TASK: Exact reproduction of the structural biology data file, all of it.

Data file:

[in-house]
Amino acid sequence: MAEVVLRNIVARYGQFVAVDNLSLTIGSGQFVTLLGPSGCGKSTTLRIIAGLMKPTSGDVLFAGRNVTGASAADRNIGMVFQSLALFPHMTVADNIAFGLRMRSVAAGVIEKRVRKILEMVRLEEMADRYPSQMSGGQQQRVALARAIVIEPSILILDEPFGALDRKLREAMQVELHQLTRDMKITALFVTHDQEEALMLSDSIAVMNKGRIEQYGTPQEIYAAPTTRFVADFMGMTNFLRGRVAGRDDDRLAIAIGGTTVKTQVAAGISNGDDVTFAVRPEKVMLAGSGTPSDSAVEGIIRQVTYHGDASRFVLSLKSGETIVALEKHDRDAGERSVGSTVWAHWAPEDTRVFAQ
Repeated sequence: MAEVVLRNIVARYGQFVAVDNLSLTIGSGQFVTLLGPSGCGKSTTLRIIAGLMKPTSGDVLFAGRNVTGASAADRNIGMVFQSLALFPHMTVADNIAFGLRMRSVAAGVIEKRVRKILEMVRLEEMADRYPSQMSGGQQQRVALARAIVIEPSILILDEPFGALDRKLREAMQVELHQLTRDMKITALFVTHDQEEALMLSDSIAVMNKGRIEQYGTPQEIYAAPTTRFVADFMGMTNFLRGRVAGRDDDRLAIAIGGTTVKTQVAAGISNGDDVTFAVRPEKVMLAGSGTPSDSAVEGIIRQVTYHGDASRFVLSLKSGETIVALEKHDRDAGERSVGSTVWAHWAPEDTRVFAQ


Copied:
[in-house]
Amino acid sequence: MAEVVLRNIVARYGQFVAVDNLSLTIGSGQFVTLLGPSGCGKSTTLRIIAGLMKPTSGDVLFAGRNVTGASAADRNIGMVFQSLALFPHMTVADNIAFGLRMRSVAAGVIEKRVRKILEMVRLEEMADRYPSQMSGGQQQRVALARAIVIEPSILILDEPFGALDRKLREAMQVELHQLTRDMKITALFVTHDQEEALMLSDSIAVMNKGRIEQYGTPQEIYAAPTTRFVADFMGMTNFLRGRVAGRDDDRLAIAIGGTTVKTQVAAGISNGDDVTFAVRPEKVMLAGSGTPSDSAVEGIIRQVTYHGDASRFVLSLKSGETIVALEKHDRDAGERSVGSTVWAHWAPEDTRVFAQ
Repeated sequence: MAEVVLRNIVARYGQFVAVDNLSLTIGSGQFVTLLGPSGCGKSTTLRIIAGLMKPTSGDVLFAGRNVTGASAADRNIGMVFQSLALFPHMTVADNIAFGLRMRSVAAGVIEKRVRKILEMVRLEEMADRYPSQMSGGQQQRVALARAIVIEPSILILDEPFGALDRKLREAMQVELHQLTRDMKITALFVTHDQEEALMLSDSIAVMNKGRIEQYGTPQEIYAAPTTRFVADFMGMTNFLRGRVAGRDDDRLAIAIGGTTVKTQVAAGISNGDDVTFAVRPEKVMLAGSGTPSDSAVEGIIRQVTYHGDASRFVLSLKSGETIVALEKHDRDAGERSVGSTVWAHWAPEDTRVFAQ